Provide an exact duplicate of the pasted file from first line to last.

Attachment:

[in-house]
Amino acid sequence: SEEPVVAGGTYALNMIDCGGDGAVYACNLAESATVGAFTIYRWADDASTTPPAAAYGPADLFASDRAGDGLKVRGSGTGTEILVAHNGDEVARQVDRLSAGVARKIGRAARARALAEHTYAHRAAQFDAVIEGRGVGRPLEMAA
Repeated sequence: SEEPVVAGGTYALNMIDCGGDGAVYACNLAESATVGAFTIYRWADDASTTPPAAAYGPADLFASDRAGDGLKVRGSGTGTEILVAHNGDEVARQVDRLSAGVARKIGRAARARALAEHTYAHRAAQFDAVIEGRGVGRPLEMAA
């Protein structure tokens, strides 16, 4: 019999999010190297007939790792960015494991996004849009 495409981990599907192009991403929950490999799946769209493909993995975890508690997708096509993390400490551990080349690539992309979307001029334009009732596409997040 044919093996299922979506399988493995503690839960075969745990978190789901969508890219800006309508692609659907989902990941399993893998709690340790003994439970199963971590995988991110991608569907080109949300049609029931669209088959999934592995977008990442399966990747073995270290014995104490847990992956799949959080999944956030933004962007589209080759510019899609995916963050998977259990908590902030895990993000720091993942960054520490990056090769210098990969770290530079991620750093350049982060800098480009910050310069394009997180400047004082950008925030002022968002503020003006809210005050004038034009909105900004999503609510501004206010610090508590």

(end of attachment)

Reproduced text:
[in-house]
Amino acid sequence: SEEPVVAGGTYALNMIDCGGDGAVYACNLAESATVGAFTIYRWADDASTTPPAAAYGPADLFASDRAGDGLKVRGSGTGTEILVAHNGDEVARQVDRLSAGVARKIGRAARARALAEHTYAHRAAQFDAVIEGRGVGRPLEMAA
Repeated sequence: SEEPVVAGGTYALNMIDCGGDGAVYACNLAESATVGAFTIYRWADDASTTPPAAAYGPADLFASDRAGDGLKVRGSGTGTEILVAHNGDEVARQVDRLSAGVARKIGRAARARALAEHTYAHRAAQFDAVIEGRGVGRPLEMAA
């Protein structure tokens, strides 16, 4: 019999999010190297007939790792960015494991996004849009 495409981990599907192009991403929950490999799946769209493909993995975890508690997708096509993390400490551990080349690539992309979307001029334009009732596409997040 044919093996299922979506399988493995503690839960075969745990978190789901969508890219800006309508692609659907989902990941399993893998709690340790003994439970199963971590995988991110991608569907080109949300049609029931669209088959999934592995977008990442399966990747073995270290014995104490847990992956799949959080999944956030933004962007589209080759510019899609995916963050998977259990908590902030895990993000720091993942960054520490990056090769210098990969770290530079991620750093350049982060800098480009910050310069394009997180400047004082950008925030002022968002503020003006809210005050004038034009909105900004999503609510501004206010610090508590």